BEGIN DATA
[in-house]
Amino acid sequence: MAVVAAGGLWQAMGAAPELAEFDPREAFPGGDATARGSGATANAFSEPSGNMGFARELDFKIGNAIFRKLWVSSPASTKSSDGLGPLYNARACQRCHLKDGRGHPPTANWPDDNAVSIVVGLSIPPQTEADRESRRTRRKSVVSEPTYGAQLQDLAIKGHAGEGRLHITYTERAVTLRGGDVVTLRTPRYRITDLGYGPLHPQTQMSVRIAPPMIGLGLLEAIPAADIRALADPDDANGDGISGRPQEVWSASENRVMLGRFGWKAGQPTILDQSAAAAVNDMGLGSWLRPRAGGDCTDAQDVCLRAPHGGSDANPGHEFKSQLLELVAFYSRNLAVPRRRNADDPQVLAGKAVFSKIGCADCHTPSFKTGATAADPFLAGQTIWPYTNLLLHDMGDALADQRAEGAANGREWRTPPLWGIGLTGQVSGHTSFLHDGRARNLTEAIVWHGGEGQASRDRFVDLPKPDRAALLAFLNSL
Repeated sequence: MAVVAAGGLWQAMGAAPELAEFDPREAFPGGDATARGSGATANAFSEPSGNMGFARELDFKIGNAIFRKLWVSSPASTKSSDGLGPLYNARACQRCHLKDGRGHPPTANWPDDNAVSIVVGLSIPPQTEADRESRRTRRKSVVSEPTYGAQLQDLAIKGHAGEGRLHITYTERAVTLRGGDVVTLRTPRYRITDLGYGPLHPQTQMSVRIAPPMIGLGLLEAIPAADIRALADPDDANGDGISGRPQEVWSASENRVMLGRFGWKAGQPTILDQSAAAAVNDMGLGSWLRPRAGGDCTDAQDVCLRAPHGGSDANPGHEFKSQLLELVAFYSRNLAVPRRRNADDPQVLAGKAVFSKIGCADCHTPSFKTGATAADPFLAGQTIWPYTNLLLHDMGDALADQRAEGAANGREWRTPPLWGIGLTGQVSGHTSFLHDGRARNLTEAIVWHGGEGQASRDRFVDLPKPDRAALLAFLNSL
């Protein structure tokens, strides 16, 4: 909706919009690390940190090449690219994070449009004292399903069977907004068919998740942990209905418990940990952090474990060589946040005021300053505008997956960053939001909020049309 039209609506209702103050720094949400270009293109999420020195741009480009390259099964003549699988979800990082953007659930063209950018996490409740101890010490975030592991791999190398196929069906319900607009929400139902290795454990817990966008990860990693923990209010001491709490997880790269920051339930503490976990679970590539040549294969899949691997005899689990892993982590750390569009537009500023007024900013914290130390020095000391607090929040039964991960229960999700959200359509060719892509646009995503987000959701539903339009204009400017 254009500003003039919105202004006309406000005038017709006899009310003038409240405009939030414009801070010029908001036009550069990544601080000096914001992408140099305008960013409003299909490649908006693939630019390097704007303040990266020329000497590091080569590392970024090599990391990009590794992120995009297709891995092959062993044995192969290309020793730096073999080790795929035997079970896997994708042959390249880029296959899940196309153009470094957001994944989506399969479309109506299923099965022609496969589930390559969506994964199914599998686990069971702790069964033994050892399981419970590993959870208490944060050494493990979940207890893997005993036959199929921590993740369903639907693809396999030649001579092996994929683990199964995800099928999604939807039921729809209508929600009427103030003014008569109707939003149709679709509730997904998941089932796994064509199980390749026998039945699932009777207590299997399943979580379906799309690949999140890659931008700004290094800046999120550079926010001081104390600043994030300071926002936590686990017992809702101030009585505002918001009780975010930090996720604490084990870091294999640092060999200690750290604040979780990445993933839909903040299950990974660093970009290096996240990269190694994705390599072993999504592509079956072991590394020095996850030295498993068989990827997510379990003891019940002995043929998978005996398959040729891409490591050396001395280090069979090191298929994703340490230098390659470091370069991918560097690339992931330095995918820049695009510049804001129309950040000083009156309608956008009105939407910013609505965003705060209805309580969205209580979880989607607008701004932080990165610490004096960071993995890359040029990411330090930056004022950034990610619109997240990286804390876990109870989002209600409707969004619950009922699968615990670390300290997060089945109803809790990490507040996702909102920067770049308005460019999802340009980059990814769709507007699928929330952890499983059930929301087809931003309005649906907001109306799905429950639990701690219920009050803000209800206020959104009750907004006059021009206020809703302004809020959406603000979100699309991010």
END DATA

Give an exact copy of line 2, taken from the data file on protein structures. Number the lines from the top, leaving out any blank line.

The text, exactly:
Amino acid sequence: MAVVAAGGLWQAMGAAPELAEFDPREAFPGGDATARGSGATANAFSEPSGNMGFARELDFKIGNAIFRKLWVSSPASTKSSDGLGPLYNARACQRCHLKDGRGHPPTANWPDDNAVSIVVGLSIPPQTEADRESRRTRRKSVVSEPTYGAQLQDLAIKGHAGEGRLHITYTERAVTLRGGDVVTLRTPRYRITDLGYGPLHPQTQMSVRIAPPMIGLGLLEAIPAADIRALADPDDANGDGISGRPQEVWSASENRVMLGRFGWKAGQPTILDQSAAAAVNDMGLGSWLRPRAGGDCTDAQDVCLRAPHGGSDANPGHEFKSQLLELVAFYSRNLAVPRRRNADDPQVLAGKAVFSKIGCADCHTPSFKTGATAADPFLAGQTIWPYTNLLLHDMGDALADQRAEGAANGREWRTPPLWGIGLTGQVSGHTSFLHDGRARNLTEAIVWHGGEGQASRDRFVDLPKPDRAALLAFLNSL